In his book, Can God Be Free?, William Rowe has argued that if God is unsurpassably good He cannot be free; if He is free, He cannot be unsurpassably good. After following the discussion of this topic through a number of historical figures, Rowe focuses on the recent and contemporary debate. A key claim of Rowe's is that, if there exists an endless series of better and better creatable worlds, then the existence of a morally perfect creator is impossible. I (...)
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  25.  54
    A Leftovian Trinity?William Hasker - 2009 - Faith and Philosophy 26 (2):154-166.
    Brian Leftow has proposed a “Latin” doctrine of the Trinity according to which “the Father just is God,” and so also for the Son and the Spirit. I argue that Leftow’s doctrine as he presents it really does have the consequence that Father, Son, and Spirit are all identical, a consequence that is inconsistent with orthodox Trinitarianism. A fairly minor modification would enable Leftow to avoid this untoward consequence. But the doctrine as modified will still retain a strongly modalistic flavor: (...)
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  26.  8
    The Possibility of an All-Knowing God.William Hasker & Jonathan L. Kvanvig - 1989 - Philosophical Review 98 (1):125.
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  27. The Foreknowledge Conundrum.William Hasker - 2001 - International Journal for Philosophy of Religion 50 (1/3):97-114.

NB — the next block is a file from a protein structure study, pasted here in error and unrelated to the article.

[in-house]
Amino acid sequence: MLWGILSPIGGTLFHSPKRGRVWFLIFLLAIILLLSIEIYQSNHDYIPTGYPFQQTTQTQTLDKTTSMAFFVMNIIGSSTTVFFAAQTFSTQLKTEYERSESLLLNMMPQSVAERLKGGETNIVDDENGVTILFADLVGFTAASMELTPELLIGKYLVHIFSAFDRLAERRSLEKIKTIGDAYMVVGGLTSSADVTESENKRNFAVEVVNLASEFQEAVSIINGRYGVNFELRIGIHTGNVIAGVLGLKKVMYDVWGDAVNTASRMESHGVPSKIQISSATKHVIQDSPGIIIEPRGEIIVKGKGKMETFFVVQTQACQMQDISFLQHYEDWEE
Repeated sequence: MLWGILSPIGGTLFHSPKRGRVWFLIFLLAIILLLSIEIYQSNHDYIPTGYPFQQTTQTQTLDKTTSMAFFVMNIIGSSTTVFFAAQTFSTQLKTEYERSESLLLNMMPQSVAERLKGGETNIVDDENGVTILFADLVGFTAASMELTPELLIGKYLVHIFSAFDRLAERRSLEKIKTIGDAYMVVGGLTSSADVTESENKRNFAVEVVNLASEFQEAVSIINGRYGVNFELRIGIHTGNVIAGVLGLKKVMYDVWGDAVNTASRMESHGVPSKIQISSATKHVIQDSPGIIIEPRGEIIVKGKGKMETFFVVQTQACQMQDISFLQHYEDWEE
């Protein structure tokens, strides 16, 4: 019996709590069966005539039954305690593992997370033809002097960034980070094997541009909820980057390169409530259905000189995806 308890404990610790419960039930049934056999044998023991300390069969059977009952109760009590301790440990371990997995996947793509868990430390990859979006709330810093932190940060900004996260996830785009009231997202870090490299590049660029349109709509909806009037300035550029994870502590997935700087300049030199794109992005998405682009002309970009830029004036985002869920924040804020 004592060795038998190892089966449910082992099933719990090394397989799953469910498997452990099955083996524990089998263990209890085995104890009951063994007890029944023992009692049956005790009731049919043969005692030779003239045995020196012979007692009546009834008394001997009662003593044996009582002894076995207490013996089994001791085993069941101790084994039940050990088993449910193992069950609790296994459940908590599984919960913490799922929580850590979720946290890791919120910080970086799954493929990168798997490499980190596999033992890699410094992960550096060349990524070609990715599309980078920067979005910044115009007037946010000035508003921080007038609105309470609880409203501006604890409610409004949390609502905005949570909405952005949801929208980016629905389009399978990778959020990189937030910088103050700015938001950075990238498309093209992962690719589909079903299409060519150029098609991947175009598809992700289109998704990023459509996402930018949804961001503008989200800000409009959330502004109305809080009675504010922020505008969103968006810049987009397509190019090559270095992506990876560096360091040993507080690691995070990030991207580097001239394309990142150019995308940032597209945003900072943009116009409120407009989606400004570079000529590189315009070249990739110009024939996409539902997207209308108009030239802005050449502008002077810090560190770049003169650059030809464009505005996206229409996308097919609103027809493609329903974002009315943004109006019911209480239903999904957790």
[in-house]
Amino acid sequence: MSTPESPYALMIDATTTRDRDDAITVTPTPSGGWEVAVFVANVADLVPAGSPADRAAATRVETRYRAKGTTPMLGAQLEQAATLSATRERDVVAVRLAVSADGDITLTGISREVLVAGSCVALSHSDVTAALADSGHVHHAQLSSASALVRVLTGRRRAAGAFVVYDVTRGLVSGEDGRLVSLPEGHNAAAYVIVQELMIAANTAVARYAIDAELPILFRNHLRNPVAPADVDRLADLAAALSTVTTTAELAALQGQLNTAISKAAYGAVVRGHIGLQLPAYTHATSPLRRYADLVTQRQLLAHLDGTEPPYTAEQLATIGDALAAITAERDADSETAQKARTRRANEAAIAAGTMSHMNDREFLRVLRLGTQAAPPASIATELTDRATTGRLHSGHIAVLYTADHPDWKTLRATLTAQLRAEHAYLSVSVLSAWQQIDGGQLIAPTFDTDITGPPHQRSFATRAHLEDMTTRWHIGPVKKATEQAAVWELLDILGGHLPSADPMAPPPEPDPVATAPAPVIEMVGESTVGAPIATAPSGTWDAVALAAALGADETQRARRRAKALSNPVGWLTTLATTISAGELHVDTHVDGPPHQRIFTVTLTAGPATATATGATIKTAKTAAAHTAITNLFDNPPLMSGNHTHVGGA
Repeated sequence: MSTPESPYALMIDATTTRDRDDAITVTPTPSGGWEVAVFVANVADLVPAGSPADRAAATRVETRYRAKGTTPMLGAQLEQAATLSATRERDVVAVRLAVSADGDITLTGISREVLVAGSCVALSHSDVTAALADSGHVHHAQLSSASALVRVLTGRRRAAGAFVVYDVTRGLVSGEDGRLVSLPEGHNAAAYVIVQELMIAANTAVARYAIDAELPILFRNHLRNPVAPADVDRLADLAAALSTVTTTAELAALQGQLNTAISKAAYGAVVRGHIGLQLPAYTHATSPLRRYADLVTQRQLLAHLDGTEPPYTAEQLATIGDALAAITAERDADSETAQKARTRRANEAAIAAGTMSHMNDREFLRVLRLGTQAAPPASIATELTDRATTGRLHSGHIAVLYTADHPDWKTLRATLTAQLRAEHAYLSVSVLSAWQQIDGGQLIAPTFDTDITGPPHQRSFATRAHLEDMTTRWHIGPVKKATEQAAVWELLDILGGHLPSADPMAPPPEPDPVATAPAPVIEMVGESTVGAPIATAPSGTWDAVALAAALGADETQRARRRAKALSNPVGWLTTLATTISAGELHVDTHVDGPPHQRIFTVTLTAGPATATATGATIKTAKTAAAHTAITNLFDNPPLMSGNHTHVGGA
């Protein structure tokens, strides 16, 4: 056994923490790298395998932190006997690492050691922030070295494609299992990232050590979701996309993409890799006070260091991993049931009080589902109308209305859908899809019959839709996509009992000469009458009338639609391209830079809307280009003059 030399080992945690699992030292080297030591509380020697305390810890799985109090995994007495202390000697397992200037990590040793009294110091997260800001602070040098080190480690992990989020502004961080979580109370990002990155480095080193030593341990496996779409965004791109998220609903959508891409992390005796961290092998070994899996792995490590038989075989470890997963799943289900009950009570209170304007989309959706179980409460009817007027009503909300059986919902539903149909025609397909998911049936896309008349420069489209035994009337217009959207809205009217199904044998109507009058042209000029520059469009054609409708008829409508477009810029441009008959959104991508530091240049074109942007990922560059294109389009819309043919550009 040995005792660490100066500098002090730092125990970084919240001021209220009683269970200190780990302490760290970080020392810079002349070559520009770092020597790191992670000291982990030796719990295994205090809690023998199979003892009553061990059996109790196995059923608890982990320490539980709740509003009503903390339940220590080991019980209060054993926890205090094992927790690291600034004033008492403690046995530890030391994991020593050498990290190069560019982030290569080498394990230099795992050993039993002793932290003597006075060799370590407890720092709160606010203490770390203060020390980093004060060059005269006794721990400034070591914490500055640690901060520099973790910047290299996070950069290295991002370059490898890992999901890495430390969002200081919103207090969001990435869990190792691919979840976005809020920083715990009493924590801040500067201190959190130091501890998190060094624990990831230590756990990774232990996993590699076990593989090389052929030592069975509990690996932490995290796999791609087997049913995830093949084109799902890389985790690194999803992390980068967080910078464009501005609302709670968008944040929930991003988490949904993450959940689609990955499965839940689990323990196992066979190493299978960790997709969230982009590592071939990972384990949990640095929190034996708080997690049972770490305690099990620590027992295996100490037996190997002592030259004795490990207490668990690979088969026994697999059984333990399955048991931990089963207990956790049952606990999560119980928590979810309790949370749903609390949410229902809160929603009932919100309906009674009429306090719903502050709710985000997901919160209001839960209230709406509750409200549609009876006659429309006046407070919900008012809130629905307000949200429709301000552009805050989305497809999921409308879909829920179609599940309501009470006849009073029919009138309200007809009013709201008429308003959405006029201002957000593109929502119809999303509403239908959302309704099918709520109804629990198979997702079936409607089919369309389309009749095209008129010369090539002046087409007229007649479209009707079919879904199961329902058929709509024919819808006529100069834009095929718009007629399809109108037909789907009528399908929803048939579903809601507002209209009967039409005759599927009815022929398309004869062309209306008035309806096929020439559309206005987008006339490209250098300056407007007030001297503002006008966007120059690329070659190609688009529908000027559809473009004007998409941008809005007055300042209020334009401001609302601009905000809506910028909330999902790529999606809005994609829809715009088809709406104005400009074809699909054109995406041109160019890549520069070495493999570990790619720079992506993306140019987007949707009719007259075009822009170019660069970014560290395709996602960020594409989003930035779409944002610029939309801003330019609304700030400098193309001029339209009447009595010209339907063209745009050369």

28.  57
    Middle Knowledge.William Hasker - 1995 - Faith and Philosophy 12 (2):223-236.
    This paper carries forward the discussion initiated by the publication in 1986 of “A Refutation of Middle Knowledge.” Answers are given to two objections that have been raised against the original argument. Next, an alternative argument by Robert Adams is discussed; this argument has the advantage of avoiding reliance on one of the most controversial premises of the original argument. Finally, a definition is given for “S brings it about that Y,” and this definition is used to construct a proof (...)
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  29. Light in the Darkness? Reflections on Eleonore Stump’s Theodicy.William Hasker - 2011 - Faith and Philosophy 28 (4):432-450.
    Eleonore Stump’s Wandering in Darkness: Narrative and the Problem of Suffering is a major contribution to the literature on the problem of evil. This reviewessay summarizes the overall argument of the book, pointing out both merits and difficulties with Stump’s approach. In particular, the essay urges objectionsto the solution she presents for the problem of suffering.
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  30.  43
    Yes, God has Beliefs!William Hasker - 1988 - Religious Studies 24 (3):385.
    It is beyond question that most ordinary religious believers would find talk about God as having beliefs strange, puzzling, and objectionable. God doesn't believe things, he knows them, and if some philosophers, overlooking or ignoring this obvious point, still speak of God as having beliefs – well, that says something about those philosophers! Recently this view of the ordinary believer has received help from an unexpected source, namely William P. Alston, who in his paper, ‘Does God Have Beliefs?’ makes a (...)
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  31.  13
    Can a Latin Trinity Be Social? A Response to Scott M. Williams in Advance.William Hasker - forthcoming - Faith and Philosophy.
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  32.  68
    Middle Knowledge: A Refutation Revisited.William Hasker - 1995 - Faith and Philosophy 12 (2):223-236.